This invention relates to solvents and, more particularly, to solvents used for stripping photoresist.
One step in the fabrication of modem electronic devices is the formation of a conductor pattern over a substrate through photolithographic masking and etching. This step employs a photoresist coating over a metal layer which is selectively exposed to actinic light through a mask defining the desired conductor pattern. The photoresist film is developed so that it, in turn, constitutes a mask having openings defining the regions of the conductor to be etched.
One method of assembling integrated circuit devices is to support a number of them on a ceramic substrate to form an assembly known as a hybrid integrated circuit. It is sometimes advantageous to use an electrophoretic resist as the photoresist for patterning the metal conductor pattern on the substrate of a hybrid integrated circuit. An electrophoretic resist is typically an organic chemical, usually polymethylmethacrylate based, which is deposited on the metal coating by an electroplating process. Such resists offer advantages of line-line photolithographic definition as well as physical robustness. After masking and etching of the metal layer to form the conductor pattern, the electrophoretic mask must be removed using a photoresist stripping solvent.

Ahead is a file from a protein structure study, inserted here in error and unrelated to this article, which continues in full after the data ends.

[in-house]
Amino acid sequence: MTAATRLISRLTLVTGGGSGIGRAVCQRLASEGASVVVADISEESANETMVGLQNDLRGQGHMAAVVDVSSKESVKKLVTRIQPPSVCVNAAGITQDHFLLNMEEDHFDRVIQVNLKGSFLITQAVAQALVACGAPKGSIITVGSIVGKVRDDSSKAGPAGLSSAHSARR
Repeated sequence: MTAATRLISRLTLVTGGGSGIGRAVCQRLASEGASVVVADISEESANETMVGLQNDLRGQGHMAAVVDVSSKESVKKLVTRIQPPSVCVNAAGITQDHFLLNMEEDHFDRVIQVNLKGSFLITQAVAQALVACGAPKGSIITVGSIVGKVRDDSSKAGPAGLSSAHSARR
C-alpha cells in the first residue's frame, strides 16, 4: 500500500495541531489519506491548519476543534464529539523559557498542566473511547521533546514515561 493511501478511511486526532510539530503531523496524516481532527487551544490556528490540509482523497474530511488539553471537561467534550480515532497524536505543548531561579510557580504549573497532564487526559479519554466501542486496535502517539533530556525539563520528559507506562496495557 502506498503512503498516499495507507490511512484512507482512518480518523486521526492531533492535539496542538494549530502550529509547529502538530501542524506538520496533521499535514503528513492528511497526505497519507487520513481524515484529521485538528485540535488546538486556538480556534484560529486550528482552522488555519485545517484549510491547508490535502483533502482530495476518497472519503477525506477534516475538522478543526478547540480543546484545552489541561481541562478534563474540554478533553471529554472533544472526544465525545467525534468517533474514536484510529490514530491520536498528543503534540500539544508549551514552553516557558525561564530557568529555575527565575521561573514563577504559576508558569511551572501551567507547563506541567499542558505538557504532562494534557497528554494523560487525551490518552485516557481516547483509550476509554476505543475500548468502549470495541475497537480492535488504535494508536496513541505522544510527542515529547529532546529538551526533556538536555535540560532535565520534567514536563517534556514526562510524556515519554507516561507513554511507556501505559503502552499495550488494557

As is set forth in application of T. Fang, Ser. No. 07/874,472, filed Apr. 13, 1992, now U.S. Pat. No. 5,236,552, granted Aug. 17, 1993, a photoresist stripping solvent or "stripper" must meet many different criteria. A developed electrophoretic resist is particularly difficult to strip if it is coated on the titanium surface. Since titanium-copper-titanium metal layers are often used as conductors on hybrid integrated circuits, effective stripping can be difficult. Tetramethylammonium hydroxide pentahydrate in a carrier of dimethyl sulfoxide has been found to be effective for this purpose and meets the other requirements for photoresist stripping solvents. Unfortunately, its stripping capacity is fairly low. That is, only about one hundred forty substrates having dimensions of 11.4×9.5 centimeters can be processed using one entire gallon of stripper before the stripper becomes ineffective. The stripping solvent would be much more commercially practical if its stripping capacity could be increased.
In accordance with the invention, the solubility of tetramethylammonium hydroxide pentahydrate in dimethyl sulfoxide is significantly increased by adding to the solution a quantity of dipropyleneglycol monomethylether. This permits up to twelve percent of the tetramethylammonium hydroxide pentahydrate to be dissolved in dimethyl sulfoxide, rather than the maximum of two percent that would otherwise be the case, which enhances the capacity of the solution to strip photoresist. Particularly, if the concentration of dipropyleneglycol monomethylether is in the range of tent to thirty percent, one can obtain both a high stripping rate and a much higher stripping capacity. For example, stripping capacity may be increased from one hundred forty substrates per gallon to six hundred substrates per gallon.
These and other objects, features, and benefits of the invention will be better understood from a consideration of the following detailed description taken in conjunction with the accompanying drawing.
FIGS. 1, 2 and 3 are schematic views of part of a hybrid integrated circuit at successive stages of its fabrication.